Abstract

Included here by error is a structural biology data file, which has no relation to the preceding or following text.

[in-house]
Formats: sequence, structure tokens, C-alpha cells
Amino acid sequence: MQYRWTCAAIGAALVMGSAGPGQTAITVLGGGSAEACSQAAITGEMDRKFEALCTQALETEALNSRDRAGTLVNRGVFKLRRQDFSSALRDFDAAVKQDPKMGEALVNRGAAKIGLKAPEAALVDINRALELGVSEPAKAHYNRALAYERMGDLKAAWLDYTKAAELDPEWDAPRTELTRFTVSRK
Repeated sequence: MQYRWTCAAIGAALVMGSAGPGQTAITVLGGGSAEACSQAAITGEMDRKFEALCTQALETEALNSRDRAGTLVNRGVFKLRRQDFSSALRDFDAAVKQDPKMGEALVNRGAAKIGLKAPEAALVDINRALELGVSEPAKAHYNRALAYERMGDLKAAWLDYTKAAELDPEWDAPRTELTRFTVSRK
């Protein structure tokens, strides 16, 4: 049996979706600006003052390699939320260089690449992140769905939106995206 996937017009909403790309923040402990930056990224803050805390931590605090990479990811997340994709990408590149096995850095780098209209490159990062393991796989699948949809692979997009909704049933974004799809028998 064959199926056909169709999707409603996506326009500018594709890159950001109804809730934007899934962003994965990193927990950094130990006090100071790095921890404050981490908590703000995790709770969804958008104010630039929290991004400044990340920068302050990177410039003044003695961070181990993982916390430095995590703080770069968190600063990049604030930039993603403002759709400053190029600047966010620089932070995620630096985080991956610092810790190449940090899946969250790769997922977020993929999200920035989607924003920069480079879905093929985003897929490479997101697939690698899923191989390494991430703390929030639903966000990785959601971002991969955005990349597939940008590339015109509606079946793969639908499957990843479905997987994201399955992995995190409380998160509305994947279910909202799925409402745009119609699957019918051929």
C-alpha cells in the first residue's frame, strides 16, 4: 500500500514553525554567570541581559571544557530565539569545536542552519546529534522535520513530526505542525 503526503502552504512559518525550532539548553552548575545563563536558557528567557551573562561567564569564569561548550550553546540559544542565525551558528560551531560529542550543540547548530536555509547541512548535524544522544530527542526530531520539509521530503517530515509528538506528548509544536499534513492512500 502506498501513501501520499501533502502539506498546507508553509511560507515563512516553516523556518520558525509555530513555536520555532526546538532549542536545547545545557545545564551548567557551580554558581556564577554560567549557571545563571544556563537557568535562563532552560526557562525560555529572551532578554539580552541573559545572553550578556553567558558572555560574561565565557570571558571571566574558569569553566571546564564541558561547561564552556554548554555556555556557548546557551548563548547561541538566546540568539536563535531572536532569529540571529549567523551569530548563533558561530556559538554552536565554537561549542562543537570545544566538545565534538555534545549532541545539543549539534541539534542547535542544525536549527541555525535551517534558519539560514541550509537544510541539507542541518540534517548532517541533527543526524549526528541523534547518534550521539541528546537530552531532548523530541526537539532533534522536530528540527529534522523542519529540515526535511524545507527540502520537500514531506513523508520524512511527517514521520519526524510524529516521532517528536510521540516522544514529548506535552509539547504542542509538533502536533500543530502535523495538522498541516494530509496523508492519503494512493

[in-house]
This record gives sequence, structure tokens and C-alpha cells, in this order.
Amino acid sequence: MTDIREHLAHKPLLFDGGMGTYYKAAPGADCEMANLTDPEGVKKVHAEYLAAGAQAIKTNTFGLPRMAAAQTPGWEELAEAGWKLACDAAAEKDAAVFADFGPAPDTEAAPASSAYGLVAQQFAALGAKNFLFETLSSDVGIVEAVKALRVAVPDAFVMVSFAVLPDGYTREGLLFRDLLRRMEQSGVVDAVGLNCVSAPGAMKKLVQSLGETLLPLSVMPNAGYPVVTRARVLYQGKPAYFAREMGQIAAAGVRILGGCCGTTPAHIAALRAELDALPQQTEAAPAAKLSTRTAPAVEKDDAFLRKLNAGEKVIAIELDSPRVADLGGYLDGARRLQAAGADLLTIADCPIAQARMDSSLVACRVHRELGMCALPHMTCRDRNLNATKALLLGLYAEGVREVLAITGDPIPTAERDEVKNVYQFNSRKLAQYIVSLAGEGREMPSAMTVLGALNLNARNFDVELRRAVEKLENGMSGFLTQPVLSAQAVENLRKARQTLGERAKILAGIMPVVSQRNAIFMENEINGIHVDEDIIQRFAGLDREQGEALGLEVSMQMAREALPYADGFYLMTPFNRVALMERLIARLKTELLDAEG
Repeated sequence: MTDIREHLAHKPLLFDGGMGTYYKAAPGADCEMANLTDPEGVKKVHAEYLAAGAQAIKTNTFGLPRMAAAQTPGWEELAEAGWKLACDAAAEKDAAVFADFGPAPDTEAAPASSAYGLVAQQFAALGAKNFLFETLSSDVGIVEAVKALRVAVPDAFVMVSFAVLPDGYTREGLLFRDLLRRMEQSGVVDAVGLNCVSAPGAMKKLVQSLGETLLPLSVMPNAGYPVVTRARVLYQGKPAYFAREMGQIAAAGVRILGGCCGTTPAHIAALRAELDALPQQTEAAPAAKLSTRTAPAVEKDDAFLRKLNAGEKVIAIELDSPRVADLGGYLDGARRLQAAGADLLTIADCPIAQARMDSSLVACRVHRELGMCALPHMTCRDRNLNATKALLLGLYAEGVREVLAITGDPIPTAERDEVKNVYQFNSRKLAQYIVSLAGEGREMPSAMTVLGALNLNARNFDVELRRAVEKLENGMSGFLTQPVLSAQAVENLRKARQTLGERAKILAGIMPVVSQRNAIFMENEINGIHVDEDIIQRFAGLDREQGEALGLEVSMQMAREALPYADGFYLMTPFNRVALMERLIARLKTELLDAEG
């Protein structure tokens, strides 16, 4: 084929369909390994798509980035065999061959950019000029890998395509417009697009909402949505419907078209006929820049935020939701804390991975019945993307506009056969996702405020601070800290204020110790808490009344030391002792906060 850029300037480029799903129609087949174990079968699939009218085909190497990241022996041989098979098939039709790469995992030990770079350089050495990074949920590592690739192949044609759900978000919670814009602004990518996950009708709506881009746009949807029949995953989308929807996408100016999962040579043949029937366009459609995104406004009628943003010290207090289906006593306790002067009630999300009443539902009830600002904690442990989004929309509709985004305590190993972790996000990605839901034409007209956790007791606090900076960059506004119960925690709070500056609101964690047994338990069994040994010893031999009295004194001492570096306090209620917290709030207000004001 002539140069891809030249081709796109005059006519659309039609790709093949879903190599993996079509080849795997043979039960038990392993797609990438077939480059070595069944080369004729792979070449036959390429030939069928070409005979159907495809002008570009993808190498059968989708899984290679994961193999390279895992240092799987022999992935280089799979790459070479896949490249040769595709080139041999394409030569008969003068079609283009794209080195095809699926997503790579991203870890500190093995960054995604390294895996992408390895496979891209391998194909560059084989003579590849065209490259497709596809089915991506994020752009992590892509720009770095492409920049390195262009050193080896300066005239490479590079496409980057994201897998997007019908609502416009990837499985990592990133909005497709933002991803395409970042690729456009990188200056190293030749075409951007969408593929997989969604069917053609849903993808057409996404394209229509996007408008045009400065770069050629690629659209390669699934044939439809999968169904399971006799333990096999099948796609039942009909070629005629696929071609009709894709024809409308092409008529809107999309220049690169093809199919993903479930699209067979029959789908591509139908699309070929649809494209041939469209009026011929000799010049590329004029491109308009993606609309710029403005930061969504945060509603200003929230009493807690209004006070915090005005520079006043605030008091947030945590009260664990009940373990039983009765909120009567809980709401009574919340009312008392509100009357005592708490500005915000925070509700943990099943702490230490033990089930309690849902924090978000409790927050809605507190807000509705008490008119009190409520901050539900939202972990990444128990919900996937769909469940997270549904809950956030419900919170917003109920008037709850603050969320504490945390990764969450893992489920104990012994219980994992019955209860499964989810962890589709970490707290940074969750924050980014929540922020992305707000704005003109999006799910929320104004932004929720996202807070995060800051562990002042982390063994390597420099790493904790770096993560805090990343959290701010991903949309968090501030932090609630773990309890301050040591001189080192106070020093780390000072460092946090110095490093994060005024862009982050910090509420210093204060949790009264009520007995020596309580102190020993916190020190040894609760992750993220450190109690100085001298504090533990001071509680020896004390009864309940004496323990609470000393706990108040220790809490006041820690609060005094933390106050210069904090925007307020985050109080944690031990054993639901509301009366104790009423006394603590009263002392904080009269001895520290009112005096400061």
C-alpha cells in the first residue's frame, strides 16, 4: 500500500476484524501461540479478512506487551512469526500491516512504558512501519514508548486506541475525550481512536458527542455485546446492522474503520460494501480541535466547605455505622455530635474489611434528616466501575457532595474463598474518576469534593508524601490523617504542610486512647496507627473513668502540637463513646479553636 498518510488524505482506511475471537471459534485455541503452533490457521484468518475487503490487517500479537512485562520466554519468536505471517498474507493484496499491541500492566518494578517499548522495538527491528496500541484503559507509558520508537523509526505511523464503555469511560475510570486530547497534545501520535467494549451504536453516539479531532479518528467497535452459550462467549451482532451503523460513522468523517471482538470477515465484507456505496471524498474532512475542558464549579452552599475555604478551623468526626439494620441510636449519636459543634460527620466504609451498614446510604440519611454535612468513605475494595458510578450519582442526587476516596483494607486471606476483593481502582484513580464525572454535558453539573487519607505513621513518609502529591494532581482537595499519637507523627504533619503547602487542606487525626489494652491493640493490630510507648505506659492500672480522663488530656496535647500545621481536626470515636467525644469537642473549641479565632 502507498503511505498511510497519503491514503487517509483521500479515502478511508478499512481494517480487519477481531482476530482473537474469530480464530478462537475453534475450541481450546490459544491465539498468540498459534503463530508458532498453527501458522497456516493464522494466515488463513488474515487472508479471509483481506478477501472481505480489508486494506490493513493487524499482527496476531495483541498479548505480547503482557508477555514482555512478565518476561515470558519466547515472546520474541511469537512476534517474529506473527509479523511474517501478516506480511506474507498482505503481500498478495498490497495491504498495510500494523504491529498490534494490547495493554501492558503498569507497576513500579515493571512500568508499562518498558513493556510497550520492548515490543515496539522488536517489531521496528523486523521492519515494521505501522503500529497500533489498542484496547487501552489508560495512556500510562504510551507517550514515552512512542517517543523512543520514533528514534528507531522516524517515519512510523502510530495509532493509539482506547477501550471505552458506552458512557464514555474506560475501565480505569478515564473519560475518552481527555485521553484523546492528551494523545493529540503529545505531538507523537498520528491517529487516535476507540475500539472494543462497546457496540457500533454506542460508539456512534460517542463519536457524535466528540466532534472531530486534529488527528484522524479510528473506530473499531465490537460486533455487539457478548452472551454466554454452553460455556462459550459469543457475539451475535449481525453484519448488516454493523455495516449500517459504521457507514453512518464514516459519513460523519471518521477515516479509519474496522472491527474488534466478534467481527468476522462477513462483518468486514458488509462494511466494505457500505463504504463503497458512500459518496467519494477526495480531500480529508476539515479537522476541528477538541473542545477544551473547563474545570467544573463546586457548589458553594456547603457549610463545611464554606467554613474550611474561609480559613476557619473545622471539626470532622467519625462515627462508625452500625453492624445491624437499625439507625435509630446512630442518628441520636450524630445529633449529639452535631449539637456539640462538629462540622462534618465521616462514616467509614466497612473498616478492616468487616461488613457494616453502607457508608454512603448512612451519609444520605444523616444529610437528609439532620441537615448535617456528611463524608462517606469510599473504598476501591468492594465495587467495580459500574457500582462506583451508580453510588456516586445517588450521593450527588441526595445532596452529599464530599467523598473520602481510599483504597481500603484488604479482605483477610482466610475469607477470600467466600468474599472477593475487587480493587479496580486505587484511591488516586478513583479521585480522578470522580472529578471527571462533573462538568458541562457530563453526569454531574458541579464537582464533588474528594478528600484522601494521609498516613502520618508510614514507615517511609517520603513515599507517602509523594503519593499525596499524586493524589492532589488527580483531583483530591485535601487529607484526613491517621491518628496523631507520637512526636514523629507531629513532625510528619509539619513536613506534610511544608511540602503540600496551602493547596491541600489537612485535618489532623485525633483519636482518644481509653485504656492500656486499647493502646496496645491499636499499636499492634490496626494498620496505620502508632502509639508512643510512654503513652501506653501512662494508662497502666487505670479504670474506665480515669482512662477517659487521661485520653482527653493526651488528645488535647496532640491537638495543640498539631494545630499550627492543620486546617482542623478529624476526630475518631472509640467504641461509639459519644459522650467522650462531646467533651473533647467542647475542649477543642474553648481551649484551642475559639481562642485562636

Paired planktic foraminiferal δ18O and Mg/Ca data reveal trends of increasing temperatures (∼3 °C) and salinities in the subpolar North Atlantic over the course of the Holocene, which were punctuated by abrupt events. The trends likely reflect an insolation-forced northward retreat of the boundary between polar and North Atlantic subsurface waters. The superimposed variability does not appear to be periodic, but tends to recur within a broad millennial band. The records provide convincing evidence of open-ocean cooling (nearly 2 °C) and freshening during the 8.2 ka event, and suggest similar conditions at 9.3 ka. However, the two largest temperature oscillations in our record (∼2 °C) occurred during the past 4 k.y., suggesting a recent increase in temperature variability relative to the mid-Holocene, perhaps in response to neoglaciation, which began at about this time.

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